7. Socialism 2007

    We always sing the Internationale on the May Day march - and it amazes Swedes when they hear that there are English words to it too.
  8. SLanguages Colloquium in Second Life

    I don't know if I mentioned this, but my university is offering the first 'regular' course in Sweden on Kamimo Island, our island on SL in the spring. The course is called Oral Production, and is worth 3 European Credits. It'll be held entirely on Kamimo. You can apply for the course by going to http://www.studera.nu. There's an 'English' link right at the top of the page, and you need to uncheck the box that says something like 'Courses for International Students' in order to be able to find the course. You can read more about Kamimo in general, and about some of the thoughts we've been having about preparing the course on our blog (http://kamimo-islands.blogspot.com/). I'm also going to be in Berlin on 30th November, presenting at On-Line Educa (http://www.online-educa.com/). I'm planning to use the Peer Gynt Rotunda on Kamimo to make the presentation, which means that visiting avatars will be able to attend there. I'll be talking about which kinds of activities I think fit better in an environment like SL and which work better on more conventional video conferencing equipment. If you'd like to be there, the SLURL for Kamimo is on our blog. I'm in Session DES51, from 11.45 to 13.30. I'm on last, so I'm expecting to be there at around 13.00 (CET). We're not sure if the German IT-infrastructure will hold out, so there's a Plan B, for just in case it doesn't. One extra trick will be an attempt to use Veodia via SL (http://www.veodia.com). You can (apparently) link live video to any prim in SL, so I'm going to try to turn the camera on the audience in Berlin and show the avatars what I can see in the room! If it works, this'll be a given for the Oral Production course. We've been running a pilot course called Social English for Doctoral Students this autumn too, with students from Norway, Sweden, Estonia and Italy, and teachers from both the north and south of Sweden, and Missouri. It worked like a dream! Just as Graham says, it's a very interesting feeling sitting around a camp fire on Kamimo, discussing a student with Luisa from Pisa and Mats, who's sitting about 800 kms away, broadcasting the discussion to a room full of people. We're writing the Social English course up right now (our Norwegian project leader is a very competent writer of academic papers - thank the lord!).
  9. An educational environment on Second Life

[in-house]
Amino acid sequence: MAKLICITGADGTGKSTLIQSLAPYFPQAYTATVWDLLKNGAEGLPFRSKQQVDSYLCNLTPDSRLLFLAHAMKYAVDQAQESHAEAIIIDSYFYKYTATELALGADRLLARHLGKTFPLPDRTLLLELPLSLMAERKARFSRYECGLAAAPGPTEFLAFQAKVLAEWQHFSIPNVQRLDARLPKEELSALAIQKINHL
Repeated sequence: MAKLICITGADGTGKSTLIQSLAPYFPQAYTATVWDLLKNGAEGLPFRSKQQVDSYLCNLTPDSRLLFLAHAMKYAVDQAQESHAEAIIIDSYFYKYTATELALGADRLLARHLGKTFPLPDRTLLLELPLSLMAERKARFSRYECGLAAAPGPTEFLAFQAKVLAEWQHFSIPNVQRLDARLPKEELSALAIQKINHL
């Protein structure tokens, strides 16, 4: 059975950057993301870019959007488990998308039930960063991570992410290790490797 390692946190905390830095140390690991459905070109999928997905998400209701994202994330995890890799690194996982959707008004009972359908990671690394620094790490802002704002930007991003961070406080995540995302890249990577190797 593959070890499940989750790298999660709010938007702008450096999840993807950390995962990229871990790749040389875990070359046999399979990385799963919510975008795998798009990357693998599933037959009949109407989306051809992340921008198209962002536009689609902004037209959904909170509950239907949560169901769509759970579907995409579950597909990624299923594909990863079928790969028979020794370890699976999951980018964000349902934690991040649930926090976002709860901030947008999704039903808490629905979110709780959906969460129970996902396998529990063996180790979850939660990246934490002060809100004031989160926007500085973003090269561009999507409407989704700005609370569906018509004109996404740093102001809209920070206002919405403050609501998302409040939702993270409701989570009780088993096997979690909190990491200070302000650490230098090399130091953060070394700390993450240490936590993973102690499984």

We're opening Kamimo Island officially on 21st September, but the Social English for Doctoral Students course kicks off on 19th September (though we're probably going to do most of the first session on the Marratech desktop video-conference system). We've got two Italians, an Estonian, three Swedes, two Norwegians and a Chinese person living in Norway as students … about right for a pilot course. Kamimo Island is looking good - even though I say so myself! (Actually I haven't been involved in all the clever stuff, so I feel free to praise it …). It's got a very Scandinavian feel to it, with the kind of rocks we get up here, and some typical Scandinavian flowers. There's a fjord and a waterfall with a secret cave behind it. I really like the classroom with group tables which float up into the air (with the participants) when the group wants to talk privately (and float down again when it's time to go back to a plenary session). The island's voice-enabled and we were having a planning meeting in there on Wednesday with participants from Pisa (Italy), northern Sweden, southern Sweden and Norway. The audio was absolutely clear, and the difference between having to communicate by typing and being able to just talk to each other was incredible - it's a completely different experience altogether. I was so encouraged by the look and feel of the place that I've proposed a 'regular' university course in there in Spring 2008. It'll be a 3-credit course called Oral Production (that's 'Bologna' credits under the ECTS), which we'll advertise partly in the way that all Swedish university courses are advertised. In other words, it'll be a mainstream course that just happens to be run in Second Life. My bosses have it under consideration at the moment, but it looks fairly certain to run. (The main learning outcomes are going to involve being able to successfully discuss and describe academic and technical issues in English in a variety of forms and contexts). If we get the green light, we'll start in early February 2008. In theory, anyone from anywhere within the Bologna area should be able to apply for the course - the only hindrances are purely practical ones, such as the fact that our admissions system basically only works in Swedish! However, I'm looking at this course as a test case to try to eliminate some of the more illogical barriers to cooperation across Europe. We're only thinking of offering 24 places on the course at the moment, and some of them will almost certainly be nabbed by some people from Molde in Norway and Pisa in Italy. If you're interested, get in touch and we'll see if we can't drive a coach and horses through the various restrictive practices you find in university systems! Swedish university courses are non fee-paying, by the way, so it won't cost you anything, even if you live outside Sweden. You have to supply your own computer, though. As you can probably tell from the tone of this post, I'm pretty excited by this development. I've never been attracted by the idea of teaching environments which require heavy investment in equipment and software to work at all - or which require vast amounts of (EU) funding just to be run as pilots. Thanks to the largesse of Norgesuniversitet, we've got this environment for three years now (and it'll only cost the three of us main partners a total of about $2500/year to keep it after that), so it's nice to be able to contemplate using it. So … if you're interested in exploring it for real, get in touch. We're also working out a system whereby other universities can use the island on an organised basis.